"I also want to make the point that I didn't steal Page's information. You can't steal something that you have worked on. I pulled 37 documents which corroborated Matt Franjolas (MacMillan goes into more detail about this report in an essay he wrote for Salem News) report and handed them to Page and Harris, but I did have one document from Tim which was Matt Franjolas' report."

"I didn't go and do the first mission without Page because he didn't pay me. It was because I had a child and responsibilities. I clarified that to him in the first place. In addition, after he was finished with me, he failed to contact me for nearly 18 months."

"I called Tim 18 months later and asked him what was happening about the info we had worked on together."

"He had just arrived back from Afghanistan and I could hear in his voice he was tired. He told me he was looking at doing something with it, but sometime in the future."

"I just personally believed a little more urgency was required and sent off the documents to the Flynn family to ensure they had the information we had been collecting, which had never been forwarded to them."

(To read more background on this, please read The Swashbuckling 'Bone Hunters' of Cambodia))

41st Memorial Party, held April 6th 2011
Photograph by: David MacMillan

We spoke also about Neil Davis, who I am a big admirer of, the photo cinema cameraman who covered Vietnam War for 11 years and was there when the North Vietnamese tanks rolled into the Palace. I never told him that I  added  one paragraph in the Wikipedia entry, about his death. I had trolled YouTube and found a former VOA veteran who gave me Bill Latch's point of view, who was Davis sound man. He died the same day as Davis while covering a coup on the streets of Bangkok on 9 September 1985.

Latch, a former missionary, had reservations working with Davis, and knew one day his recklessness would be his undoing, according to a colleague of his from Voice of America. It was no secret Davis also had his own reservations -always meticulous in the care and maintenance of his equipment, in private Davis questioned Latch's ability to meet his standards. [4] Davis was a victim of technology, which may have contributed to his sudden death. He had always worked by himself in dangerous situations, preferring not to make life-and-death decisions for others. But for the past six years of his reporting life, he was tethered to a soundman[5]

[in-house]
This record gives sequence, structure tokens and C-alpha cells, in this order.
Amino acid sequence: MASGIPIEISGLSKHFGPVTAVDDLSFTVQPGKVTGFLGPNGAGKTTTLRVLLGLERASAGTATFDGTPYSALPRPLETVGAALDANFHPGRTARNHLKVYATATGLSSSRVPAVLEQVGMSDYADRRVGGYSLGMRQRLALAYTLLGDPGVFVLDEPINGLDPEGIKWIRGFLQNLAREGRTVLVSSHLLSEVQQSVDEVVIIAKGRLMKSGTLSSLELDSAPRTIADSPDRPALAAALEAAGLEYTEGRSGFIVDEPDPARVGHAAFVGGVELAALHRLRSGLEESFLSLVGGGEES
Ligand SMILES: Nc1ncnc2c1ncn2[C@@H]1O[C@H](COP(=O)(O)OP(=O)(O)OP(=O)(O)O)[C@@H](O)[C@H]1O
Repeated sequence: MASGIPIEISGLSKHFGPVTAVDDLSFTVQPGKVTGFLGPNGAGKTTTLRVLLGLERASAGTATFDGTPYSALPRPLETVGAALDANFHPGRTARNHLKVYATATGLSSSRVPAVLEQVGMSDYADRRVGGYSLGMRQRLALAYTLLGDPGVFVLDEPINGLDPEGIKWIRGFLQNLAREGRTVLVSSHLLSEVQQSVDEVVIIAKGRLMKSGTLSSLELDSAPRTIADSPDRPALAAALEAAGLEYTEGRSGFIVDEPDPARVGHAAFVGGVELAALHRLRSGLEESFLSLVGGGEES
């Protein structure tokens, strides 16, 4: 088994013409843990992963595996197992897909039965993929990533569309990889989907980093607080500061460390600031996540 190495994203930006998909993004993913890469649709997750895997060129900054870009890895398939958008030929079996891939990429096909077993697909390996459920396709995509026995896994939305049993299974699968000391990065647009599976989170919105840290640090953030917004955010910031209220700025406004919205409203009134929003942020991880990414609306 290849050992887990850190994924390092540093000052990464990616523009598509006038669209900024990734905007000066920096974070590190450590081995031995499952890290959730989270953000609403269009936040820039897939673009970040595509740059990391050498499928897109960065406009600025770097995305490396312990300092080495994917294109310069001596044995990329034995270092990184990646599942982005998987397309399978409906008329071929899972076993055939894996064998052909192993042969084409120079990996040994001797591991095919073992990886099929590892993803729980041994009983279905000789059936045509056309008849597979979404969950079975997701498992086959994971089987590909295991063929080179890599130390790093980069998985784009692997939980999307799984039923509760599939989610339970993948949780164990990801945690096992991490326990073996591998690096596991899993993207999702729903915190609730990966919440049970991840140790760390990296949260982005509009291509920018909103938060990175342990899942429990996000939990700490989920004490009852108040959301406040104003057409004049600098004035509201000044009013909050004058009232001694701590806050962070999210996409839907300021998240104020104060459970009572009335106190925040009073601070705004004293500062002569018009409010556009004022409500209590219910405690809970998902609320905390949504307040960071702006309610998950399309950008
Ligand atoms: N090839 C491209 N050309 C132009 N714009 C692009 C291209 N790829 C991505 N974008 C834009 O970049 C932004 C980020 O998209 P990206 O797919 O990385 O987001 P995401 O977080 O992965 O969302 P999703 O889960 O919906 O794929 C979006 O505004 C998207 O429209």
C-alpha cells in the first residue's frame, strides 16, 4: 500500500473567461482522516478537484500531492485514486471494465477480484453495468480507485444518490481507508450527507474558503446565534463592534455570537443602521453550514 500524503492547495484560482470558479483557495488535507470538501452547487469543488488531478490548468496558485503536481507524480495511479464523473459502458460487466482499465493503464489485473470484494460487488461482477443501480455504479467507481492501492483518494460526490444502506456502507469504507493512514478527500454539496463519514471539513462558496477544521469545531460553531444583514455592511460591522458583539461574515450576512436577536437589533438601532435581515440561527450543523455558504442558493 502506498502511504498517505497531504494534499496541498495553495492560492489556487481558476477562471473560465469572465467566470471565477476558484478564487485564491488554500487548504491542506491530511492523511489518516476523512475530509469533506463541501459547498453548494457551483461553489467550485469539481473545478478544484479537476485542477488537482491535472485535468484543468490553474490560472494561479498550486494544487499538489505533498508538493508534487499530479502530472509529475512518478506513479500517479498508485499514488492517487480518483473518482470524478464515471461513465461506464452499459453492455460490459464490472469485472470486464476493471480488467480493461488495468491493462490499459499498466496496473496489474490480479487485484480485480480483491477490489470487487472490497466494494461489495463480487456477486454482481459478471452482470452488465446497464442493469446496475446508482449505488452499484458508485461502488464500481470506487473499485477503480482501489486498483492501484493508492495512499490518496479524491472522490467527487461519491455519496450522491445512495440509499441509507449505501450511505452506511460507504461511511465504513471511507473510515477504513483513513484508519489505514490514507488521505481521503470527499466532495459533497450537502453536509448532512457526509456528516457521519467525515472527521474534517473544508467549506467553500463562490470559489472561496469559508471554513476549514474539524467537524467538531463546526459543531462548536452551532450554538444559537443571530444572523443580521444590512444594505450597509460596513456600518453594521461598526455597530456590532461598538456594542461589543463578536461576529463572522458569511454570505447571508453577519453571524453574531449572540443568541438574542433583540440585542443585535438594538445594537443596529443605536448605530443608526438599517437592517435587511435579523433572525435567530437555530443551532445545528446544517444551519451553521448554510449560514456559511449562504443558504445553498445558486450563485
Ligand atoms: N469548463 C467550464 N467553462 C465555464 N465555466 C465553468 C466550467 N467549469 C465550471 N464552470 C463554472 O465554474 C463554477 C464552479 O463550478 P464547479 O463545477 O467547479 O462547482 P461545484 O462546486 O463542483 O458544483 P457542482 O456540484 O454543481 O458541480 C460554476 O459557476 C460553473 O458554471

Tim Page, who knew Davis well, said he'd be showing some of his pictures at an exhibition in Los Angeles some time this year.

I also told him how I tried to track down Davis's best mate, John MacBeth, ( he was referenced in Tim Bowden's One Crowded Hour) while I was in Jakarta.

"Yes," said Tim, "He does stuff for the Jakarta Post and Singapore Straights." I told him Macbeth replied in an email, while I was in Jakarta recently, that he was too old and needed his sleep.

That I was too far from his house, so meeting up with him was  not possible. I got the message. I told Tim all I wanted to do was pay my respect to Neil Davis.  But in an earlier email from MacBeth, he said he was working on an autobiography of his time as a war correspondent.

We spoke also about many theories of Sean's disappearance, and the writer Linnett cropped up often.

"I’m now in with JPAC. Not on an official level. More as mates." explained Tim Page, which is covered quite well in Richard Linnett (co author of The Eagle Mutiny)   Still Desperately Seeking Sean

Only yesterday did I follow up Tim's advice to read a 50 page feature The Unredacted Search for the Son of Captain Blood, written  by Linnett  in 2002. He goes into a personal search of Sean Flynn by Zalin Grant, another journalist, like Page, who has a keen interest in bringing home Flynn. Grant  also wrote an essay The Sean Flynn I knew: He wasn't like his dad culled from the only extensive interview of Sean Flynn, while in Vietnam.

About the techniques used for digging for Flynn in this article, Zalin eventually says if he ever returns for another dig, "I‘m renting a backhoe."

MacMillan did just that. Page thinks that he should have been a bit more respectful and at least  asked for permission from the Cambodian government before desecrating a grave.  I said to Page, "but didn't JPAC go in after MacMillan and use  a backhoe just like he did?"  (The Skype line wasn't that clear, but Tim continued with his side of the story.)